Spencer’s parents divorced when he was just nine, and things have been ugly between the two ever since. Both have always worked long hours leading a growing IT company, and today Spencer rarely sees either amid this continuing trend. He does ok at his Douglas County school – though not quite up to mom and dad’s standard – but his teachers can tell he is not thriving. School counselors help some with the depression and anxiety, but hours of video games each night most effectively carry Spencer through his persistent sense of isolation.
Though their circumstances and environments could not be more disparate, Jasmine and Spencer are both “at-risk.” For one, environmental influences threaten her development and capacity to thrive, while the other struggles alone against the weight of his own emotional turmoil. Consistent disconnection from committed, interested adults plagues the wonder, exploration, and growth that should characterize this stage in life.
Our journey as an organization began with low-income families, people invested in their neighborhoods and rich in relationships despite their limited finances. Over the past three decades, and alongside citywide gentrification, we have expanded our programming into suburban communities to continue serving the marginalized of our booming metropolis.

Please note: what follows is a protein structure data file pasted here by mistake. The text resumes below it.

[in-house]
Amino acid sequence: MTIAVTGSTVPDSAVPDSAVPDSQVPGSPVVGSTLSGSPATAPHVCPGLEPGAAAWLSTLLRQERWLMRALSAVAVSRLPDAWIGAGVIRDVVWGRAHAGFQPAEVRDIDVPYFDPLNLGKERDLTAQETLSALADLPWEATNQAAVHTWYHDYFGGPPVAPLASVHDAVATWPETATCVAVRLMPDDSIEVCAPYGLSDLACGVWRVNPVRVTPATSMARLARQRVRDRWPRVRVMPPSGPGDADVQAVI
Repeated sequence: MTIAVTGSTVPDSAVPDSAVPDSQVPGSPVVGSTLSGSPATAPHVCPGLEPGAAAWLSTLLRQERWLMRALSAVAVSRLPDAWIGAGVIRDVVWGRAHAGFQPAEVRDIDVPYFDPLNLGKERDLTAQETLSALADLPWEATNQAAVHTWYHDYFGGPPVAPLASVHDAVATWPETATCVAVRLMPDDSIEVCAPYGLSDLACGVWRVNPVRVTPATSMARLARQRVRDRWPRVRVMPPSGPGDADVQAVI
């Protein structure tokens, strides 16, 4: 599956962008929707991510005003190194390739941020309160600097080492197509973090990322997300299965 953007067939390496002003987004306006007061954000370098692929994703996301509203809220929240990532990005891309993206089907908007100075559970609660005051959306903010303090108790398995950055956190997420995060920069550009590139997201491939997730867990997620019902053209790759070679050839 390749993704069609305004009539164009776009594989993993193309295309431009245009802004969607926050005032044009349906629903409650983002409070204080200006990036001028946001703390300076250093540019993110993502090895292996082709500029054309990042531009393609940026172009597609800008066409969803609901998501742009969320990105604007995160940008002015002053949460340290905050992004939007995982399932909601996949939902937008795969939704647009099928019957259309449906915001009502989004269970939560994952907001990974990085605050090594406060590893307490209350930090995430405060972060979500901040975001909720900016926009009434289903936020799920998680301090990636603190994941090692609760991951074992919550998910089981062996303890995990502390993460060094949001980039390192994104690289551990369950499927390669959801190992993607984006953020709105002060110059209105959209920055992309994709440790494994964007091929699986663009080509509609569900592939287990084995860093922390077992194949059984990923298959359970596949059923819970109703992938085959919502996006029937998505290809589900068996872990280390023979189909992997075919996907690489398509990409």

Most recently, at the invitation of concerned residents, we began connecting kids in the Parker area with adult mentors. As Spencer’s story illustrates, kids here also struggle at alarming rates and in significant ways. They, too, crave connection with older voices of wisdom, mentors who will affirm their aptitudes, challenge their growth, and join their stories. Would you consider filling this role and becoming a mentor for a child in your community?